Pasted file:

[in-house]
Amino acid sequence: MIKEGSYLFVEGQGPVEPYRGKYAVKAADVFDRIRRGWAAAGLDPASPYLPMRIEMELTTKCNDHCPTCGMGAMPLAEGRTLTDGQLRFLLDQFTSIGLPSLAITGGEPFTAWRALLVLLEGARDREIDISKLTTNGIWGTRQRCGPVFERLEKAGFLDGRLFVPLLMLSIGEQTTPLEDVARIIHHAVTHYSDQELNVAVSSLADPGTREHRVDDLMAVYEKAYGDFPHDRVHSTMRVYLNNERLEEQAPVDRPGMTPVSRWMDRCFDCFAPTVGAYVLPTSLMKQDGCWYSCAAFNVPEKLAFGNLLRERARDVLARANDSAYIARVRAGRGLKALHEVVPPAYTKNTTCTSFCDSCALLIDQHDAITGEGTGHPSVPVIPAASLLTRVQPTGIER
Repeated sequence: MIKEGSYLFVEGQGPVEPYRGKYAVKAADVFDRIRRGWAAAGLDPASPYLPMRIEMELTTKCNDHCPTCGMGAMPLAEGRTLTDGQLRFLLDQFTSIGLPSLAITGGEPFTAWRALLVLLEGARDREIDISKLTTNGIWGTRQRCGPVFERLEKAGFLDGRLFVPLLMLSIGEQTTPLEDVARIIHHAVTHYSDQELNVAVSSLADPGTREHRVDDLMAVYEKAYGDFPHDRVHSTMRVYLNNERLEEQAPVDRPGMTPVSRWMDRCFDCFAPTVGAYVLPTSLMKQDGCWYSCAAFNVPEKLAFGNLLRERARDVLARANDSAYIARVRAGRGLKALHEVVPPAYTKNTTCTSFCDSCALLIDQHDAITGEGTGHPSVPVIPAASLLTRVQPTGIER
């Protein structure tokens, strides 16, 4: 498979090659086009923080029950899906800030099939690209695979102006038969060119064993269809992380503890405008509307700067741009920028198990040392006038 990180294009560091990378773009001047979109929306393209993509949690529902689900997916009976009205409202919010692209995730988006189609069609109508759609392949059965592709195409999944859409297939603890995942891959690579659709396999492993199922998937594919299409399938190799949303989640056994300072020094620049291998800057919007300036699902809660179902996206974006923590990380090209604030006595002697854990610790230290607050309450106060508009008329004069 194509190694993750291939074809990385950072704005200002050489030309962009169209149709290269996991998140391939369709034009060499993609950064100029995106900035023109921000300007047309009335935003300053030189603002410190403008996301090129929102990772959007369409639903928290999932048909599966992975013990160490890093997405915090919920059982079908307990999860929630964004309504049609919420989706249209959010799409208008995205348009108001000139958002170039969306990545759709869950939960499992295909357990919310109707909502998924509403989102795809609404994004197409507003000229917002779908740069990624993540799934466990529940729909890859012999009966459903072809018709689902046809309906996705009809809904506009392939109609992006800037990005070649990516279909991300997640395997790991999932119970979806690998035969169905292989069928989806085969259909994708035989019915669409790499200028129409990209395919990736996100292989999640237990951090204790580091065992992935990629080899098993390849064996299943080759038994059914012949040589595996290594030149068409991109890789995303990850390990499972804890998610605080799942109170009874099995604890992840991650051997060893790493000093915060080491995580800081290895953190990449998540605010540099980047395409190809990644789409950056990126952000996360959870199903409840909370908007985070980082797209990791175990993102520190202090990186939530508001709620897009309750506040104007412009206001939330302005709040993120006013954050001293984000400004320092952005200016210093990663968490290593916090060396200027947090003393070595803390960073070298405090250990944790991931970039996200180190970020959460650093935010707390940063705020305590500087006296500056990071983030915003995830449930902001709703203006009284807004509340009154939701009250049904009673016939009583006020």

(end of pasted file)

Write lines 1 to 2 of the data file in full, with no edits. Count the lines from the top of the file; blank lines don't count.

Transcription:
[in-house]
Amino acid sequence: MIKEGSYLFVEGQGPVEPYRGKYAVKAADVFDRIRRGWAAAGLDPASPYLPMRIEMELTTKCNDHCPTCGMGAMPLAEGRTLTDGQLRFLLDQFTSIGLPSLAITGGEPFTAWRALLVLLEGARDREIDISKLTTNGIWGTRQRCGPVFERLEKAGFLDGRLFVPLLMLSIGEQTTPLEDVARIIHHAVTHYSDQELNVAVSSLADPGTREHRVDDLMAVYEKAYGDFPHDRVHSTMRVYLNNERLEEQAPVDRPGMTPVSRWMDRCFDCFAPTVGAYVLPTSLMKQDGCWYSCAAFNVPEKLAFGNLLRERARDVLARANDSAYIARVRAGRGLKALHEVVPPAYTKNTTCTSFCDSCALLIDQHDAITGEGTGHPSVPVIPAASLLTRVQPTGIER